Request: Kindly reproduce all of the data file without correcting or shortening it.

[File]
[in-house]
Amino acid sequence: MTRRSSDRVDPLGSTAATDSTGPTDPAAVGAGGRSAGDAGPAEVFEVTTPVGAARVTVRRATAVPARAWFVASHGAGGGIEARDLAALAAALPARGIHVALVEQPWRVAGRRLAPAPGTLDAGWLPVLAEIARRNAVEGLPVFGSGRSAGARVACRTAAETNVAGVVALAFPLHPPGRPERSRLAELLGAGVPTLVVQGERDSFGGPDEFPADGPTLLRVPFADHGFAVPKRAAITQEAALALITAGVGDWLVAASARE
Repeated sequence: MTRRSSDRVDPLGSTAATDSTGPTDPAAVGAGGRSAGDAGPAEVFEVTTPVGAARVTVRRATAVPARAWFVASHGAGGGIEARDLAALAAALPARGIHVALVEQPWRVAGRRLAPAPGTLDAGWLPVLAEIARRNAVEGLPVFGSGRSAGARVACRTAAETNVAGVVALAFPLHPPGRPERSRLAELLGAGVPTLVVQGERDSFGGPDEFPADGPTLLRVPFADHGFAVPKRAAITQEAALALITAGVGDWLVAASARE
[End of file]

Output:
[in-house]
Amino acid sequence: MTRRSSDRVDPLGSTAATDSTGPTDPAAVGAGGRSAGDAGPAEVFEVTTPVGAARVTVRRATAVPARAWFVASHGAGGGIEARDLAALAAALPARGIHVALVEQPWRVAGRRLAPAPGTLDAGWLPVLAEIARRNAVEGLPVFGSGRSAGARVACRTAAETNVAGVVALAFPLHPPGRPERSRLAELLGAGVPTLVVQGERDSFGGPDEFPADGPTLLRVPFADHGFAVPKRAAITQEAALALITAGVGDWLVAASARE
Repeated sequence: MTRRSSDRVDPLGSTAATDSTGPTDPAAVGAGGRSAGDAGPAEVFEVTTPVGAARVTVRRATAVPARAWFVASHGAGGGIEARDLAALAAALPARGIHVALVEQPWRVAGRRLAPAPGTLDAGWLPVLAEIARRNAVEGLPVFGSGRSAGARVACRTAAETNVAGVVALAFPLHPPGRPERSRLAELLGAGVPTLVVQGERDSFGGPDEFPADGPTLLRVPFADHGFAVPKRAAITQEAALALITAGVGDWLVAASARE